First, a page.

The spike protein is a vital component for the SARS-CoV-2 virus to infect cells. As it is situated on the virus’s surface, it is an easy target for the immune system to recognize. The COVID-19 vaccines cause the body to produce a small amount of spike protein, which is cleared within days, to prompt an immune response. There is no evidence that the spike protein causes damage to cells at these levels, and there is no evidence that “detox” diets will alter this process. The risks of developing serious complications like blood clots or lung damage are far higher after severe COVID-19 than after a vaccine; in fact, vaccination helps to reduce this risk instead.
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Awareness of the risks of a pandemic existed before the emergence of COVID-19. The pandemic potential of coronaviruses has been known since at least the SARS outbreak of 2003. This group of viruses is therefore a logical choice for pandemic preparedness events such as Event 201. Thus, the fact that Event 201 occurred months before the COVID-19 is not evidence that the COVID-19 was already known or planned.
mRNA COVID-19 vaccines are associated with rare cases of typically mild inflammation of the heart muscle. However, this risk is low compared to the risk of cardiac complications that COVID-19 itself carries. By reducing the likelihood of infection and preventing severe COVID-19, vaccination protects against the many problems associated with the disease, including myocarditis.
COVID-19 was declared a pandemic in March 2020. More than two years later, the disease has caused about 1 million deaths in the U.S. and an estimated 15 million excess deaths worldwide, according to health agencies.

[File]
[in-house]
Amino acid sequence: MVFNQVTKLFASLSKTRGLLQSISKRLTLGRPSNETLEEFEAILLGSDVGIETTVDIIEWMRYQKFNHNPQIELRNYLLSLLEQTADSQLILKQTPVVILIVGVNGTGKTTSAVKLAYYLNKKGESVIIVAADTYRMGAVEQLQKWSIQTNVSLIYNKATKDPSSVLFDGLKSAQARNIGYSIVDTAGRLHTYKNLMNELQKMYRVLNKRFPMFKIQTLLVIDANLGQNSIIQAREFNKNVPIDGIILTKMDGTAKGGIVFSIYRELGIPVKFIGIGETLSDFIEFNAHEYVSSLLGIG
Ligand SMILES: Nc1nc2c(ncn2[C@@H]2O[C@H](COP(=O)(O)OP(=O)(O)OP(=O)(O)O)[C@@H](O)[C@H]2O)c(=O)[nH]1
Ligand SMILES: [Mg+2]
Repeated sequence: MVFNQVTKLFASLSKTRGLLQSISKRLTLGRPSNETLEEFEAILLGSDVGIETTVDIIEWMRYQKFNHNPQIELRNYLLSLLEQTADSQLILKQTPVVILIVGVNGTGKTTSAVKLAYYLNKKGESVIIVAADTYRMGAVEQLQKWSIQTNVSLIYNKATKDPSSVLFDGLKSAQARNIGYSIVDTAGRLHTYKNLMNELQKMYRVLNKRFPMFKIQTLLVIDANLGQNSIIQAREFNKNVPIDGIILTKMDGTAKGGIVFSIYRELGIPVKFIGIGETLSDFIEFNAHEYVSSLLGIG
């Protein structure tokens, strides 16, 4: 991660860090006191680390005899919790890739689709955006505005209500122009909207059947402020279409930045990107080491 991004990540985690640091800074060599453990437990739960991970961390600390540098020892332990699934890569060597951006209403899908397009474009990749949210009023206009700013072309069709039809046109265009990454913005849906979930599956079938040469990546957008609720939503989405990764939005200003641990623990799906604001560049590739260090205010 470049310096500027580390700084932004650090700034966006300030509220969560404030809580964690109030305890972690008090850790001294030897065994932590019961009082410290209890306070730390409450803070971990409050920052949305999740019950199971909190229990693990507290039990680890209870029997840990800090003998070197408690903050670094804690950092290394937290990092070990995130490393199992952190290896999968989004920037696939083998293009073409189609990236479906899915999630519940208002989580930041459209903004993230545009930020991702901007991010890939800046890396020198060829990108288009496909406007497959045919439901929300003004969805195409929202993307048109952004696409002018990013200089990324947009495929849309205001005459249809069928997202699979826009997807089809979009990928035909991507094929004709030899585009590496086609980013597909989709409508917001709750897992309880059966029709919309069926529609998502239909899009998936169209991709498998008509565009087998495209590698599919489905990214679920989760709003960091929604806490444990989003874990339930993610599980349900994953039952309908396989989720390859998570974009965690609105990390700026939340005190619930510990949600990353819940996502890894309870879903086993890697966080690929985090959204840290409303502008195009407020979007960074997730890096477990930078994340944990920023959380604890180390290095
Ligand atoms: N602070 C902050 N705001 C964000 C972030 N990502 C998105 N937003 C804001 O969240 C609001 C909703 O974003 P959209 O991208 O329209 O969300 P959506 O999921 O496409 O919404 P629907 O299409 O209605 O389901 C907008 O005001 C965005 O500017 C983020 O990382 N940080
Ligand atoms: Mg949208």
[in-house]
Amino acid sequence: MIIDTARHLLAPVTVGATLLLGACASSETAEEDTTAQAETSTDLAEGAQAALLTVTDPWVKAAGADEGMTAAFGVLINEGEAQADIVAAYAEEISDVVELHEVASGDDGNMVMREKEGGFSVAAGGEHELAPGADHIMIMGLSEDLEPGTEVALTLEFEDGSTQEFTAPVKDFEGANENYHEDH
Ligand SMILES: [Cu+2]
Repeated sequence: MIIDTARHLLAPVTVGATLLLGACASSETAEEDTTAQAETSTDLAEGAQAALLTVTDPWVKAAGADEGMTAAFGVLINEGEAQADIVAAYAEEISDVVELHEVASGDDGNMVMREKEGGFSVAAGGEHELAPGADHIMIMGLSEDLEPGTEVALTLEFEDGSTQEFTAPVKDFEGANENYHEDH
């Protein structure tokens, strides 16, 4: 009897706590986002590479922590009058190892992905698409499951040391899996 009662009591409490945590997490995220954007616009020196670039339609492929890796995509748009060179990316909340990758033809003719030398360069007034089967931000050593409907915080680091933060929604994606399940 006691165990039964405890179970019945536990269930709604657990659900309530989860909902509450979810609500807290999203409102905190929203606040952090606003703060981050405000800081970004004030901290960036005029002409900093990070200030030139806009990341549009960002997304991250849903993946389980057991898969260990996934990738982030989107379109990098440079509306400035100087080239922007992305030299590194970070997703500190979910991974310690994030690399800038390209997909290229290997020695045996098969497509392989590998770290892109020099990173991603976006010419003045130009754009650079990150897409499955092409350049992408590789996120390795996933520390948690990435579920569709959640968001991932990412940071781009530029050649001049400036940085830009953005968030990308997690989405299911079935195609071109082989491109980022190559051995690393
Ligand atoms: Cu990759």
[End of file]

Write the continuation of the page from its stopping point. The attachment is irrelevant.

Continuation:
Pregnant women are more likely to develop severe COVID-19 compared to non-pregnant women. COVID-19 also increases the risk of pregnancy complications, including preterm delivery and stillbirth. COVID-19 vaccines can prevent these risks and aren’t associated with any safety issues during pregnancy. Therefore, public health authorities recommend that pregnant women get a COVID-19 vaccine.
The CGG CGG genetic sequence is rare in the SARS-CoV-2 genome, but it can be readily found in nature, in many other genomes. SARS-CoV-2 possesses molecular features, such as a furin cleavage site in its spike protein, which enhance its disease-causing ability. This site is also present in other coronaviruses. The most likely hypothesis so far is that SARS-CoV-2 acquired these molecular traits through spontaneous exchange of genetic material with other viruses.
Claims that the virus SARS-CoV-2 was engineered in a laboratory haven’t been substantiated by evidence. The virus’ genome and evolutionary trajectory are consistent with those of naturally-occurring viruses. Based on the scientific evidence so far, the consensus held by experts is that the virus most likely emerged naturally, by evolving in animals before later jumping to humans (zoonosis).
Since October 2021, almost 200 cases of a severe acute hepatitis of unknown origin have been detected in young children from several European countries and in the U.S. One of the disease’s most striking features is its unusual severity, with 10% of the cases requiring liver transplantation. The leading hypothesis so far is that an adenovirus infection is causing or contributing to the disease, but health authorities are continuing to investigate other potential causes, including exposure to a toxic agent or infection by a novel pathogen.
Summary of findings The career- and business-oriented social media platform LinkedIn has been absent from the public conversation around the topic of health misinformation, as compared to more informal platforms like Facebook and Twitter. While LinkedIn’s policies state that it prohibits “content directly contradicting guidance from leading global health organizations and public health authorities”, anecdotal … Continued
COVID-19 is more likely to cause myocarditis as well as other complications as compared to COVID-19 vaccines. Scientific evidence shows that the benefits of the COVID-19 vaccines outweigh their risks. Claims that the vaccines make people more susceptible to COVID-19 are inaccurate and commonly based on flawed analyses and cherry-picked data.